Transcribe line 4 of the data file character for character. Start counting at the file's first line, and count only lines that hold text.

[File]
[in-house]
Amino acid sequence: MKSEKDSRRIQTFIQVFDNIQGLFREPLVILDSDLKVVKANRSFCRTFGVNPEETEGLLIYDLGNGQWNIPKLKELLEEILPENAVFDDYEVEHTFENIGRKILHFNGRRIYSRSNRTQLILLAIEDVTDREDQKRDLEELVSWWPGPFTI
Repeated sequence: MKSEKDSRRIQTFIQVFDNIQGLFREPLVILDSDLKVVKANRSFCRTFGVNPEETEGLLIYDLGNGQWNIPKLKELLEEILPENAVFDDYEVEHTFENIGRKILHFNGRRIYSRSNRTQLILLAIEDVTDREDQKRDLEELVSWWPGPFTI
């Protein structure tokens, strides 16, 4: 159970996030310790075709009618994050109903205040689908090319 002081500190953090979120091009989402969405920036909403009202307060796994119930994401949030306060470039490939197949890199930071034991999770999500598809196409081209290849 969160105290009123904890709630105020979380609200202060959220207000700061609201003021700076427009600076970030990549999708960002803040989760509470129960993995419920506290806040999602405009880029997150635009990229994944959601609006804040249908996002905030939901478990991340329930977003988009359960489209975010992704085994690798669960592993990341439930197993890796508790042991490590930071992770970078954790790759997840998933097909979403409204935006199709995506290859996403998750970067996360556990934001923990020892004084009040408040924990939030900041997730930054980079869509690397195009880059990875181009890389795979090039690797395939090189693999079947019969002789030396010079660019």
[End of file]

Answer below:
């Protein structure tokens, strides 16, 4: 159970996030310790075709009618994050109903205040689908090319 002081500190953090979120091009989402969405920036909403009202307060796994119930994401949030306060470039490939197949890199930071034991999770999500598809196409081209290849 969160105290009123904890709630105020979380609200202060959220207000700061609201003021700076427009600076970030990549999708960002803040989760509470129960993995419920506290806040999602405009880029997150635009990229994944959601609006804040249908996002905030939901478990991340329930977003988009359960489209975010992704085994690798669960592993990341439930197993890796508790042991490590930071992770970078954790790759997840998933097909979403409204935006199709995506290859996403998750970067996360556990934001923990020892004084009040408040924990939030900041997730930054980079869509690397195009880059990875181009890389795979090039690797395939090189693999079947019969002789030396010079660019």